Tens of thousands flee fires in California’s wine districts

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Tens of thousands of people are fleeing fires raging in the wine districts of Napa and Sonoma, California.

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The Black Rock Inn hotel in St. Helena, California in full swing. Photo: Noah Berger, AP / NTB

Under an orange sky, vineyards and buildings have been taken by the flames, which spread dangerously fast over 4,500 hectares.

The fires are not under control at all, according to the state fire department Cal Fire.

Several famous vineyards, such as Chateau Boswell and parts of Castello di Amorosa, have gone up in flames, while there is major destruction on the outskirts of the town of Santa Rosa.

Susan Gorin, a county councilor in Sonoma, had to evacuate her home Monday night. She is rebuilding a house that was damaged in the fires in 2017. Three houses in the neighborhood were already on fire when she fled.

Jose Juan Perez extinguishes fires at Castello di Amorosa winery in Calistoga, California. Photo: Noah Berger, AP / NTB scanpix

Tired

– We have experience with this. When you lose your house and also represent thousands of people who have lost their homes, one becomes quite upset that this is the new way of life in the west. It is depressing that this has become a normal way of life, these giant fires that are spreading in the west, says Gorin.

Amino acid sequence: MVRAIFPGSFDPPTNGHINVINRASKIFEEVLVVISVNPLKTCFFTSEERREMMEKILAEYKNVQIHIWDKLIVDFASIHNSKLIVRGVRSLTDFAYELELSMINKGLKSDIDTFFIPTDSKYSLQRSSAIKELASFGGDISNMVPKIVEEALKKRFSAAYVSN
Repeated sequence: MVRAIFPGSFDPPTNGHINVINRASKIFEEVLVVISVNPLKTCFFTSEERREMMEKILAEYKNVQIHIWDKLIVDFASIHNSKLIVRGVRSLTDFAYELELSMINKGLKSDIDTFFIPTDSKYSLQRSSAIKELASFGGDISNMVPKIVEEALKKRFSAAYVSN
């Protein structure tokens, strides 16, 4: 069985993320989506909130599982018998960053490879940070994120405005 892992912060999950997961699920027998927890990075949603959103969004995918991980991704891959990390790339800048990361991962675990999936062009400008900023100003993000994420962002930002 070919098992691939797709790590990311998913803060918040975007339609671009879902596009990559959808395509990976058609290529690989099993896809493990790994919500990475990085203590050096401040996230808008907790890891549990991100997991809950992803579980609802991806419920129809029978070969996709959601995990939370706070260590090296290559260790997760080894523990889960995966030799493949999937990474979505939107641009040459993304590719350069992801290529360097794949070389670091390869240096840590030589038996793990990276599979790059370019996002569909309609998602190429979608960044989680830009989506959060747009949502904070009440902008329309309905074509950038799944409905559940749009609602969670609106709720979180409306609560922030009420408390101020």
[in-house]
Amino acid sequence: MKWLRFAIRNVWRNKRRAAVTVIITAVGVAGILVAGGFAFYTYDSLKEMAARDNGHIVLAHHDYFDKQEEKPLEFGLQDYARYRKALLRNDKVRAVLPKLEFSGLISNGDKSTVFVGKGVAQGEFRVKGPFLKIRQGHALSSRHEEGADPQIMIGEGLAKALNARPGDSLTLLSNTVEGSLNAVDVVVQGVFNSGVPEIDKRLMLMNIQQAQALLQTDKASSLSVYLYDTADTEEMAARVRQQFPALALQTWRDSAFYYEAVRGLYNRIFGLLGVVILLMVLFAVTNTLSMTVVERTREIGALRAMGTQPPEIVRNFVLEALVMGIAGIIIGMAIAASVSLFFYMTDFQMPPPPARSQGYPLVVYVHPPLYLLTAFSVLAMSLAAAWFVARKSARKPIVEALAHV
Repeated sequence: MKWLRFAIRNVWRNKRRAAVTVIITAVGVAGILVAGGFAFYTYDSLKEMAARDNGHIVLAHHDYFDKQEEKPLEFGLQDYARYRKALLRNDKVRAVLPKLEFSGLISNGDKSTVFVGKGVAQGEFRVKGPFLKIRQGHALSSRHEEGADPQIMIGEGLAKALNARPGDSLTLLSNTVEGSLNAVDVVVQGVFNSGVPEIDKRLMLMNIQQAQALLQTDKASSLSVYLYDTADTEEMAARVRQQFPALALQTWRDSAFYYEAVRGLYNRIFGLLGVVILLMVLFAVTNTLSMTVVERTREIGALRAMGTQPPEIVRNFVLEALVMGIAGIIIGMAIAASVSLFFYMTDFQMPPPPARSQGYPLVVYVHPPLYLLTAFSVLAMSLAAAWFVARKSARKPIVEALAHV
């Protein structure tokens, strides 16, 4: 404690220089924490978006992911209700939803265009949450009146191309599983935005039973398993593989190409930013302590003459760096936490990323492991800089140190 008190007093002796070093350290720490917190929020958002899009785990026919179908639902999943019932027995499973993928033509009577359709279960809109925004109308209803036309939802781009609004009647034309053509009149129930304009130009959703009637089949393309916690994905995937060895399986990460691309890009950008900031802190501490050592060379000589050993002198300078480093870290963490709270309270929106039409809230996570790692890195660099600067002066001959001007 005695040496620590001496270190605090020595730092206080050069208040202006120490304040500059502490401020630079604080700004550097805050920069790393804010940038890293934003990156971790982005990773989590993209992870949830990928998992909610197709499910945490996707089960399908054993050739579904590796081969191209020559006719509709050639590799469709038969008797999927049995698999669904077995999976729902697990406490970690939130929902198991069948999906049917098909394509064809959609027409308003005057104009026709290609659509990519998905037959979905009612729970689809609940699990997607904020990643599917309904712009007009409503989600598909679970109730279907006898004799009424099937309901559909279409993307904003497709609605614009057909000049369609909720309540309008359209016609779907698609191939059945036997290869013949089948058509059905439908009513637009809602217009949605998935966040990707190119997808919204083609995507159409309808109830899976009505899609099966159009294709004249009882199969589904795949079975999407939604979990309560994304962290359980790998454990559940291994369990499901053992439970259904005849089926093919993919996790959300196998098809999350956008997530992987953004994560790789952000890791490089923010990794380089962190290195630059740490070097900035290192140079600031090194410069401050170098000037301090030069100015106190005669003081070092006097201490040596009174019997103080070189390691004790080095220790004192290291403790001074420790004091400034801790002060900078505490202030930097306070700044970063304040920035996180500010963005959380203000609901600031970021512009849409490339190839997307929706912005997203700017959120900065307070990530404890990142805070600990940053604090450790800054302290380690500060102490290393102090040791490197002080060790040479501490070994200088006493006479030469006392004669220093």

70,000 people have been ordered to evacuate while the fire is spreading in dry scrub and difficult hilly terrain. Many more have been ordered to be ready for evacuation.

Several of the sites now threatened by the Napa and Sonoma fires were reduced to ashes three years ago. Then 44 people lost their lives, and several thousand buildings burned down.

Broken wine bottles at the Castello di Amorosa winery in California. Photo: Noah Berger, AP / NTB scanpix

Crush dry for several years

California has been ravaged by forest and scrub fires for several months. They spread quickly due to prolonged drought, the strong summer wind and a heat wave. A number of studies in recent years have linked major forest and scrub fires in the United States to climate change as a result of the consumption of coal, oil and gas.

Researchers say climate change has made California much drier, making trees and other plants far more combustible.

Gov. Gavin Newsom says the fire season is at its worst, with strong Santa Ana winds blowing in the direction of Los Angeles. Five of the six largest fires in California’s history are now burning. 29 people have lost their lives. Nearly 15,000 square kilometers and 7,000 buildings have been burned down.

A helicopter is involved in the firefighting work in Santa Clarita, California. Photo: Marcio Jose Sanchez / AP / NTB scanpix

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